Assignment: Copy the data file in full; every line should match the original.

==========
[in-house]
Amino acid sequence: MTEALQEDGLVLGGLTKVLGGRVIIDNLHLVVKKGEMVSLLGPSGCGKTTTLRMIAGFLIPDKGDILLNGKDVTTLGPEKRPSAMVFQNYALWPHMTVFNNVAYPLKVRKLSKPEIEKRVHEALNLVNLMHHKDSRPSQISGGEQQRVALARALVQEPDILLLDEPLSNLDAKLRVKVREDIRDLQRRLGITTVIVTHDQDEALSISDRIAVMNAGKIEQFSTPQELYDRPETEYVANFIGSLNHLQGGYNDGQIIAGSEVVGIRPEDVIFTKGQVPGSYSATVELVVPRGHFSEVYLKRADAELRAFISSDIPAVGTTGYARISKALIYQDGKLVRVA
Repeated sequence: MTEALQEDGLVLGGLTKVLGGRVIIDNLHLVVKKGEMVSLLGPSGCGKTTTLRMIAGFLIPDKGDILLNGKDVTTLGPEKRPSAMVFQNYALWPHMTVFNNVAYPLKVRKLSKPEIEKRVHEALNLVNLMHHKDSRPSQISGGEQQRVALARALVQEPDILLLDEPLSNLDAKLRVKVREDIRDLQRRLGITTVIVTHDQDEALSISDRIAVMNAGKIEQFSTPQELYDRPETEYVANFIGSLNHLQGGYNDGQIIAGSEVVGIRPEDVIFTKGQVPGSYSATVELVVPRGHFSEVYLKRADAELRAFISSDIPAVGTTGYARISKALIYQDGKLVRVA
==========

[in-house]
Amino acid sequence: MTEALQEDGLVLGGLTKVLGGRVIIDNLHLVVKKGEMVSLLGPSGCGKTTTLRMIAGFLIPDKGDILLNGKDVTTLGPEKRPSAMVFQNYALWPHMTVFNNVAYPLKVRKLSKPEIEKRVHEALNLVNLMHHKDSRPSQISGGEQQRVALARALVQEPDILLLDEPLSNLDAKLRVKVREDIRDLQRRLGITTVIVTHDQDEALSISDRIAVMNAGKIEQFSTPQELYDRPETEYVANFIGSLNHLQGGYNDGQIIAGSEVVGIRPEDVIFTKGQVPGSYSATVELVVPRGHFSEVYLKRADAELRAFISSDIPAVGTTGYARISKALIYQDGKLVRVA
Repeated sequence: MTEALQEDGLVLGGLTKVLGGRVIIDNLHLVVKKGEMVSLLGPSGCGKTTTLRMIAGFLIPDKGDILLNGKDVTTLGPEKRPSAMVFQNYALWPHMTVFNNVAYPLKVRKLSKPEIEKRVHEALNLVNLMHHKDSRPSQISGGEQQRVALARALVQEPDILLLDEPLSNLDAKLRVKVREDIRDLQRRLGITTVIVTHDQDEALSISDRIAVMNAGKIEQFSTPQELYDRPETEYVANFIGSLNHLQGGYNDGQIIAGSEVVGIRPEDVIFTKGQVPGSYSATVELVVPRGHFSEVYLKRADAELRAFISSDIPAVGTTGYARISKALIYQDGKLVRVA